Fox Glacier air crash: CAA criticised

By Hana Garrett-Walker

Police at the scene of the fatal aeroplane accident at the Fox Glacier airfield in South Westland. Photo / NZ Herald
Police at the scene of the fatal aeroplane accident at the Fox Glacier airfield in South Westland. Photo / NZ Herald

A skydiving plane that crashed at Fox Glacier killing all nine people on board was newly-modified and the Civil Aviation Authority failed to identify document discrepancies relating to the changes, investigators have concluded.

Four foreign tourists, four skydive masters and their Queenstown-based pilot Chaminda Senadhira, 33, died at about 1.15pm on September 4, 2010, soon after the Fletcher FU24-954 turboprop they were in took off from Fox Glacier Airport.

The incident was the worst air disaster in New Zealand in 17 years, and happened just a few hours after the first Christchurch earthquake.

The Transport Accident Investigation Commission's (TAIC) final report into the incident, released this morning, revealed the plane had been converted from an agricultural crop-duster to a parachute-drop plane only three months earlier by engineering company Super Air Limited.

"The modification ... had been poorly managed and discrepancies in the aeroplane documentation had not been detected by the Civil Aviation Authority which had approved the change in category,'' the report found.

The new owner and operator of the plane, Skydive NZ, had not completed weight and balance calculations before it entered service.

As a result the plane was flown outside its loading limits every time it carried a full load of eight passengers.

Witnesses reported the plane took-off normally before pitching upward until almost vertical. The plane then performed a "wing-over'' and plunged vertically into a field.

Ian McClelland, the investigator in charge, said the adventure aviation industry had flourished in the past 10 years, and rules had not kept up with the changes.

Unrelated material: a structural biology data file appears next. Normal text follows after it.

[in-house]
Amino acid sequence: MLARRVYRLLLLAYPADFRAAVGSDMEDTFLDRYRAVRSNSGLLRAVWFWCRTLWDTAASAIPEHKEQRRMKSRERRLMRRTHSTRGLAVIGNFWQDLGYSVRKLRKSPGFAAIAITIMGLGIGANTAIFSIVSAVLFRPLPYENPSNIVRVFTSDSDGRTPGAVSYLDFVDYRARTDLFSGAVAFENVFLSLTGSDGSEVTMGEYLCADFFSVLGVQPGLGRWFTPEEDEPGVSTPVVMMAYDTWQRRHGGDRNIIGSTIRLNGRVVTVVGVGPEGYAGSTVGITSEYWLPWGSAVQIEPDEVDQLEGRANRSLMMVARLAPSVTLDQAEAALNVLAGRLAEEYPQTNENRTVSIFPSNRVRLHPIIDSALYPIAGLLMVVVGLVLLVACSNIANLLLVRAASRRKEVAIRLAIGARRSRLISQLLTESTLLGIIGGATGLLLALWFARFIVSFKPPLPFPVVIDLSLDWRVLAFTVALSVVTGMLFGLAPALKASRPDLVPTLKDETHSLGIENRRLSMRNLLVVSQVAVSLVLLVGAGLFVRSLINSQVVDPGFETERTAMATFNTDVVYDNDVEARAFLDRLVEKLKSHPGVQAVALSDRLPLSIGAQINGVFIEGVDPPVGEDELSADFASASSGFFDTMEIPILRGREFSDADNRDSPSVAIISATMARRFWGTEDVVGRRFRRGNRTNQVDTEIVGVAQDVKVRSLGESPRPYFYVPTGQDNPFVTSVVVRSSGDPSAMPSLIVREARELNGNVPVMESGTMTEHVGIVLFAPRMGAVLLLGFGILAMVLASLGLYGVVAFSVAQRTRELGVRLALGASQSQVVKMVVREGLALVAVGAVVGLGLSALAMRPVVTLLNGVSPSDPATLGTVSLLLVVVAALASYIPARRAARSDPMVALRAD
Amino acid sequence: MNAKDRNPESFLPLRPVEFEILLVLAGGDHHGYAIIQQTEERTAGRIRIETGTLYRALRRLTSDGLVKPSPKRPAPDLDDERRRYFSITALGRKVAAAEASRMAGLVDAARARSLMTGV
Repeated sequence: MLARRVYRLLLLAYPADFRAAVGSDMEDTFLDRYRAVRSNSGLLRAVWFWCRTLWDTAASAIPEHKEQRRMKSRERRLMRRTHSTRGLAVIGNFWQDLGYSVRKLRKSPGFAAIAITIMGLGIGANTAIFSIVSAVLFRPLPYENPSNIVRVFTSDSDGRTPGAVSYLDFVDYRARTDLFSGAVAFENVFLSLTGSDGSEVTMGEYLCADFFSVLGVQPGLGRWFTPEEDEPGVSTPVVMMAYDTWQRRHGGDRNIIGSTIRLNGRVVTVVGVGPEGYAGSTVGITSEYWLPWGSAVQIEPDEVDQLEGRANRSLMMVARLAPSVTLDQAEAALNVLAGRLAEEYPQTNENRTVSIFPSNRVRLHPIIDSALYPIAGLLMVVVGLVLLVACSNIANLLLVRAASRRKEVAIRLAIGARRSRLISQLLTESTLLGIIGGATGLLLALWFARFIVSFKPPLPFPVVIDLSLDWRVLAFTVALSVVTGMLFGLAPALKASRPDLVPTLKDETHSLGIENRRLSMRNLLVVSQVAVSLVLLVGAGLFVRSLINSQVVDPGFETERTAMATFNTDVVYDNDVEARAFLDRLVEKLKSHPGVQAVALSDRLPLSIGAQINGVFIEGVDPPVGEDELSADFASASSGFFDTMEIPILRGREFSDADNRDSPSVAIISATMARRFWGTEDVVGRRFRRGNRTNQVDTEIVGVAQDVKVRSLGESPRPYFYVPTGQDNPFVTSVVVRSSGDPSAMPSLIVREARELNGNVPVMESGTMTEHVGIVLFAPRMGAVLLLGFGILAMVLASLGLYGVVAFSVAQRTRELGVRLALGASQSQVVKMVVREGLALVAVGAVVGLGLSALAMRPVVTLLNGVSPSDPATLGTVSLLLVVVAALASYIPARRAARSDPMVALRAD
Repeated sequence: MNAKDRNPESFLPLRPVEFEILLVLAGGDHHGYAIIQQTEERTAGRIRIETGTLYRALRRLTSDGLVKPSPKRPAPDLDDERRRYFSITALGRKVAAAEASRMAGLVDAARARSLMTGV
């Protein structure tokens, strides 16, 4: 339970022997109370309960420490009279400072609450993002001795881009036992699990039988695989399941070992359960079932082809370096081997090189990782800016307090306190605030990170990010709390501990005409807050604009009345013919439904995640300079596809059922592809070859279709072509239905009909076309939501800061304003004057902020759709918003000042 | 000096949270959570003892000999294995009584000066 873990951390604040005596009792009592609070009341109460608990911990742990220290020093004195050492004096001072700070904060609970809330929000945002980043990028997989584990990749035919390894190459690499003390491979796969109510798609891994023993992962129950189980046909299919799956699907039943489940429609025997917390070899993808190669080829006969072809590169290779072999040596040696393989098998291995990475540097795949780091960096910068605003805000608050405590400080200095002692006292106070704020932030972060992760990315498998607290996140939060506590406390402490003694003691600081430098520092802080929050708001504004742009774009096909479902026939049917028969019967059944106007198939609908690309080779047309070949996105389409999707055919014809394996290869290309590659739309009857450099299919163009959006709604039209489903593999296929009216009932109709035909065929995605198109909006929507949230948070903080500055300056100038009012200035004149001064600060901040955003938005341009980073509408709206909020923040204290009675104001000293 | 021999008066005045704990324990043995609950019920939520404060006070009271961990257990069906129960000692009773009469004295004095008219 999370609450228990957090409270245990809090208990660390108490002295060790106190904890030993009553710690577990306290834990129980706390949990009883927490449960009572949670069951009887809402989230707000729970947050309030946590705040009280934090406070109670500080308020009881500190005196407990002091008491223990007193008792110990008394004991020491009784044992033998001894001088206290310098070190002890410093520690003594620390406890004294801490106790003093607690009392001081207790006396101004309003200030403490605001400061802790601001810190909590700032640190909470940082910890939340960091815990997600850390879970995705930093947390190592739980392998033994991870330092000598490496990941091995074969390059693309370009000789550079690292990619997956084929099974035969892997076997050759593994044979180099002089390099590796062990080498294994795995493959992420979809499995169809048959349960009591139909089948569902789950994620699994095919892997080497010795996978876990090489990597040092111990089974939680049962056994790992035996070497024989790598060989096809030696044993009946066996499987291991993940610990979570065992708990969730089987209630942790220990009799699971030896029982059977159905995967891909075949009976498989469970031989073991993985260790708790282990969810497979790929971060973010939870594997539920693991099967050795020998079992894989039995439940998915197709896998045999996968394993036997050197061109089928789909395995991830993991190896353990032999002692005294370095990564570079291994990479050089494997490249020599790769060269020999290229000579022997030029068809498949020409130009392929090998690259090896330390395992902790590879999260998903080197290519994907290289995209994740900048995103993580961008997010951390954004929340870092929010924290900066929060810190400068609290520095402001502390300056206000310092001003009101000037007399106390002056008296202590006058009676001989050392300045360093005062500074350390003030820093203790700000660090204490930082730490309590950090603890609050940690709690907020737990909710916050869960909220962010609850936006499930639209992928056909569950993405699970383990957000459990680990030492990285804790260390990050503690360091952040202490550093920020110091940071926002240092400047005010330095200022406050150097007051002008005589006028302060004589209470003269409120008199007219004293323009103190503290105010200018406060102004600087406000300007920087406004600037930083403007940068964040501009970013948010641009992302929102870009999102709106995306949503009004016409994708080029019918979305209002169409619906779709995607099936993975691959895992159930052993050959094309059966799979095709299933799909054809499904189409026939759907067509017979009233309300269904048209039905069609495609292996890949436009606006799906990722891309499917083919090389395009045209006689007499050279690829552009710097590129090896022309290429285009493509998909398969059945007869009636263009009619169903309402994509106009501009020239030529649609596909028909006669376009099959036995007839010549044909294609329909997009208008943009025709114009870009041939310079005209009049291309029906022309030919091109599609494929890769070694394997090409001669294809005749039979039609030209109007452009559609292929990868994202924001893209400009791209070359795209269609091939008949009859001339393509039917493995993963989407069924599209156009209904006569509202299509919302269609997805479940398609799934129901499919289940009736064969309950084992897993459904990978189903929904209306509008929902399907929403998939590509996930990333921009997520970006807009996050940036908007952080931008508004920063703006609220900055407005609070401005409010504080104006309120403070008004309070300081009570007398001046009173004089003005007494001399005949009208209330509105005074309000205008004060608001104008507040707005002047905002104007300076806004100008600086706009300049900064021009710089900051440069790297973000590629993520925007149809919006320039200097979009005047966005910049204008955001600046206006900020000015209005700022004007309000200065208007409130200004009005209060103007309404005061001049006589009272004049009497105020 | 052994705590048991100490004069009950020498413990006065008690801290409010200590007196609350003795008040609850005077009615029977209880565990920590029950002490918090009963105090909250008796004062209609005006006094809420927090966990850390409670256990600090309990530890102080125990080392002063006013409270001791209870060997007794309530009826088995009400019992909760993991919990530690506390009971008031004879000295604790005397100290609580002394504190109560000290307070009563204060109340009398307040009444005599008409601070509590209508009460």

About 100,000 people were jumping from planes each year now.

"Aviation adventure activities has grown exponentially in the last 10 years, the rules have been slow to keep up and so we had a disconnect between what was in place in terms of regulatory oversight and what was happening out there in the field,'' he said today.

Recommendations by the TAIC hoped to bring the CAA rules back in line with the industry.

An interim report issued soon after the incident recommended to the CAA that no more than six passengers be carried in the forward cabins of other FU24s used for parachuting operations.

It estimated the aircraft was 5kg over its maximum certified limit of 2203kg and the plane's centre of gravity was 0.115m outside the allowable aft (towards the tail) limit of 0.645m.

The report also urged pilots to weigh passengers and their equipment before each flight and ensure they were positioned inside the aircraft so as not to upset the centre of gravity.

The CAA has implemented the recommendations and said no parachuting operation can go ahead without weight and balance checks.

The interim report also recommended parachutists be restrained in planes to stop them moving about.

Today's report also recommended that the CAA takes necessary steps to ensure high engineering standards are maintained by the company that made the modifications and other aircraft maintenance organisations.

It also said the CAA needed to ensure all parachuting operations conformed to civil aviation rules.

The CAA said it had accepted those recommendations and implemented new risk-based surveillance processes to improve audits.

A new rule came into effect on May 1 which saw tighter regulations around sky diving operations in New Zealand.

This rule "probably'' brought the regulator back up to pace with the ever-expanding industry, he said.

CAA director of civil aviation Graeme Harris said the CAA now had much better tools to regulate the commercial skydiving sector.

The new rule set higher standards and allowed the CAA to maintain significantly closer oversight of the activities.

Although the pilot did not meet a basic element of good airmanship, Mr Harris said, the CAA did not regulate the parachuting sector closely enough prior to the crash.

"In the intervening year and a half the regulatory landscape controlling these operations has been transformed. A great deal of work has been done to improve safety in this sector, and I am certain that it will.''

The company which modified the plane, Super Air Limited, said it would not comment on today's report until it had extensively studied it.

The skydiving company no longer operates.


- APNZ

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